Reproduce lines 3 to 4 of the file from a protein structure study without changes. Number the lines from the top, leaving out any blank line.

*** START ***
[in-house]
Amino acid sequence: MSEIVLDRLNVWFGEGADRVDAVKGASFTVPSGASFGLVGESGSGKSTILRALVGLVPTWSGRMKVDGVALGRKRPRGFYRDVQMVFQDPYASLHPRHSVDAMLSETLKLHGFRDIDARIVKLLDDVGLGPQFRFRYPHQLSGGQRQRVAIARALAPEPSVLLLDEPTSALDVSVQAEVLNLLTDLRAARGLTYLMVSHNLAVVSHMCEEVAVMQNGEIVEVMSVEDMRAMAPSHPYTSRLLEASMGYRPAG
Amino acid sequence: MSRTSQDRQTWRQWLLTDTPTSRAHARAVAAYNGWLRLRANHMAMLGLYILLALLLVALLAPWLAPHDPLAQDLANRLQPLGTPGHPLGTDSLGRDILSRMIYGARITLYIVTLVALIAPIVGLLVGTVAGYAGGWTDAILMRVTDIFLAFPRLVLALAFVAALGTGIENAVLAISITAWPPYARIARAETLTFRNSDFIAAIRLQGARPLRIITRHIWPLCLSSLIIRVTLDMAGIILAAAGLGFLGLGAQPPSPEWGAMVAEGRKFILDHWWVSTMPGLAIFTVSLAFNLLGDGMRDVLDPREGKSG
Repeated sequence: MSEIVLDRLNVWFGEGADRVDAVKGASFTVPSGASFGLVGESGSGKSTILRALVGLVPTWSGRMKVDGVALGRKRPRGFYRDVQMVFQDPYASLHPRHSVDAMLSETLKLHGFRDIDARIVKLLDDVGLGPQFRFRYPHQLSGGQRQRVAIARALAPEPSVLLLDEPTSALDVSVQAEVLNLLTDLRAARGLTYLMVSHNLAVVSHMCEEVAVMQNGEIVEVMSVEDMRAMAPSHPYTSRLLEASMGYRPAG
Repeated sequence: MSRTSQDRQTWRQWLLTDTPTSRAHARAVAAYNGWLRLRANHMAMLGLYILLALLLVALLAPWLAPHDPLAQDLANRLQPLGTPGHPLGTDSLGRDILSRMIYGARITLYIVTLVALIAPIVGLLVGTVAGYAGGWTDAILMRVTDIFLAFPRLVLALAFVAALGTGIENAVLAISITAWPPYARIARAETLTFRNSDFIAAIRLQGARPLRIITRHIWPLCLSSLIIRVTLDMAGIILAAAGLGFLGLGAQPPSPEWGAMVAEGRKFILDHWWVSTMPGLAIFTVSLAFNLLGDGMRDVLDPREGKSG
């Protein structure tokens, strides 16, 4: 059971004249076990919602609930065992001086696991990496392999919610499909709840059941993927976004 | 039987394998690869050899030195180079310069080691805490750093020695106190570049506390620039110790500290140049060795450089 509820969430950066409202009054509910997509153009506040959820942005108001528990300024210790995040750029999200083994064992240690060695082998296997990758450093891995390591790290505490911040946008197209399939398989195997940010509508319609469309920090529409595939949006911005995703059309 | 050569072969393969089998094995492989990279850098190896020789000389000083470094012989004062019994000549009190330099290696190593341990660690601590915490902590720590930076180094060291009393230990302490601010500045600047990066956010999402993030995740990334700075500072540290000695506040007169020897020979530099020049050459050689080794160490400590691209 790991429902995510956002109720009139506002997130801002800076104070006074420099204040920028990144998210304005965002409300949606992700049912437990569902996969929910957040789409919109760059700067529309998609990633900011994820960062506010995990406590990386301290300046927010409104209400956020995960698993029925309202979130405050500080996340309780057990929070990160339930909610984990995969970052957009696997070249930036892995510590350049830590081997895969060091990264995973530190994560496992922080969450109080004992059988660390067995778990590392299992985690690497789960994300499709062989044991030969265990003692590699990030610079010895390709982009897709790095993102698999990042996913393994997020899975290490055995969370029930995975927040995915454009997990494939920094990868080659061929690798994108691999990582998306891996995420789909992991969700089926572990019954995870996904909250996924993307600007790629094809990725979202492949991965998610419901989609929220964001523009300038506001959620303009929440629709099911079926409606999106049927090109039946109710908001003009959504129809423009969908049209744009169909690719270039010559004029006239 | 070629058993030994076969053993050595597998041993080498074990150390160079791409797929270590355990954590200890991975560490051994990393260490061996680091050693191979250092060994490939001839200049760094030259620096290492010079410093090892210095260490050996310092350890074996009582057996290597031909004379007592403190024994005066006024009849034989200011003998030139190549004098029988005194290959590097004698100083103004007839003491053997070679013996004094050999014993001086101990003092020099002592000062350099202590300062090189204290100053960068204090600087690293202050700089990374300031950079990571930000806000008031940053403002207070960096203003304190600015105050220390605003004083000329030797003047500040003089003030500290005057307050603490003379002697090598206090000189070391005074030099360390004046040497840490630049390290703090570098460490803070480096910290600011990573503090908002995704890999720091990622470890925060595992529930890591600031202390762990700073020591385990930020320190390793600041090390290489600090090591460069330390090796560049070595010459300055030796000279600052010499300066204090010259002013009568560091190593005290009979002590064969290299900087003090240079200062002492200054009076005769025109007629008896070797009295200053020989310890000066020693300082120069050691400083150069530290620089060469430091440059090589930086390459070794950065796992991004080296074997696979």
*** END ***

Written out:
Amino acid sequence: MSRTSQDRQTWRQWLLTDTPTSRAHARAVAAYNGWLRLRANHMAMLGLYILLALLLVALLAPWLAPHDPLAQDLANRLQPLGTPGHPLGTDSLGRDILSRMIYGARITLYIVTLVALIAPIVGLLVGTVAGYAGGWTDAILMRVTDIFLAFPRLVLALAFVAALGTGIENAVLAISITAWPPYARIARAETLTFRNSDFIAAIRLQGARPLRIITRHIWPLCLSSLIIRVTLDMAGIILAAAGLGFLGLGAQPPSPEWGAMVAEGRKFILDHWWVSTMPGLAIFTVSLAFNLLGDGMRDVLDPREGKSG
Repeated sequence: MSEIVLDRLNVWFGEGADRVDAVKGASFTVPSGASFGLVGESGSGKSTILRALVGLVPTWSGRMKVDGVALGRKRPRGFYRDVQMVFQDPYASLHPRHSVDAMLSETLKLHGFRDIDARIVKLLDDVGLGPQFRFRYPHQLSGGQRQRVAIARALAPEPSVLLLDEPTSALDVSVQAEVLNLLTDLRAARGLTYLMVSHNLAVVSHMCEEVAVMQNGEIVEVMSVEDMRAMAPSHPYTSRLLEASMGYRPAG